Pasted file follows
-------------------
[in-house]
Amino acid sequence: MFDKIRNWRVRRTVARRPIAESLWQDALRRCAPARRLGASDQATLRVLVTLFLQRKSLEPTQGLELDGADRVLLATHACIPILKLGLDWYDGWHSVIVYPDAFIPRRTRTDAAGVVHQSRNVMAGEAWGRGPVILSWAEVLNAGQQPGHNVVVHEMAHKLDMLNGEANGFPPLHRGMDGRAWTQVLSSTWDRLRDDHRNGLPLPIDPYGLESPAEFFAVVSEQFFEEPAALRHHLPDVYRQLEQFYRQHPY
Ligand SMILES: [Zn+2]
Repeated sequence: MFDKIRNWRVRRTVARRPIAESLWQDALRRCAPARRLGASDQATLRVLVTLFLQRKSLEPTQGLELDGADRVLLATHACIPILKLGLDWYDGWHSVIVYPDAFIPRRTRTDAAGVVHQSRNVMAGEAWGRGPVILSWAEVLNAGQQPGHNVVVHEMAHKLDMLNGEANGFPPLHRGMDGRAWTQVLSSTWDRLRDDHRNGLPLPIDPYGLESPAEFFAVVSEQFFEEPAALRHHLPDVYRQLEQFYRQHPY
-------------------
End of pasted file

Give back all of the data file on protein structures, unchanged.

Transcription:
[in-house]
Amino acid sequence: MFDKIRNWRVRRTVARRPIAESLWQDALRRCAPARRLGASDQATLRVLVTLFLQRKSLEPTQGLELDGADRVLLATHACIPILKLGLDWYDGWHSVIVYPDAFIPRRTRTDAAGVVHQSRNVMAGEAWGRGPVILSWAEVLNAGQQPGHNVVVHEMAHKLDMLNGEANGFPPLHRGMDGRAWTQVLSSTWDRLRDDHRNGLPLPIDPYGLESPAEFFAVVSEQFFEEPAALRHHLPDVYRQLEQFYRQHPY
Ligand SMILES: [Zn+2]
Repeated sequence: MFDKIRNWRVRRTVARRPIAESLWQDALRRCAPARRLGASDQATLRVLVTLFLQRKSLEPTQGLELDGADRVLLATHACIPILKLGLDWYDGWHSVIVYPDAFIPRRTRTDAAGVVHQSRNVMAGEAWGRGPVILSWAEVLNAGQQPGHNVVVHEMAHKLDMLNGEANGFPPLHRGMDGRAWTQVLSSTWDRLRDDHRNGLPLPIDPYGLESPAEFFAVVSEQFFEEPAALRHHLPDVYRQLEQFYRQHPY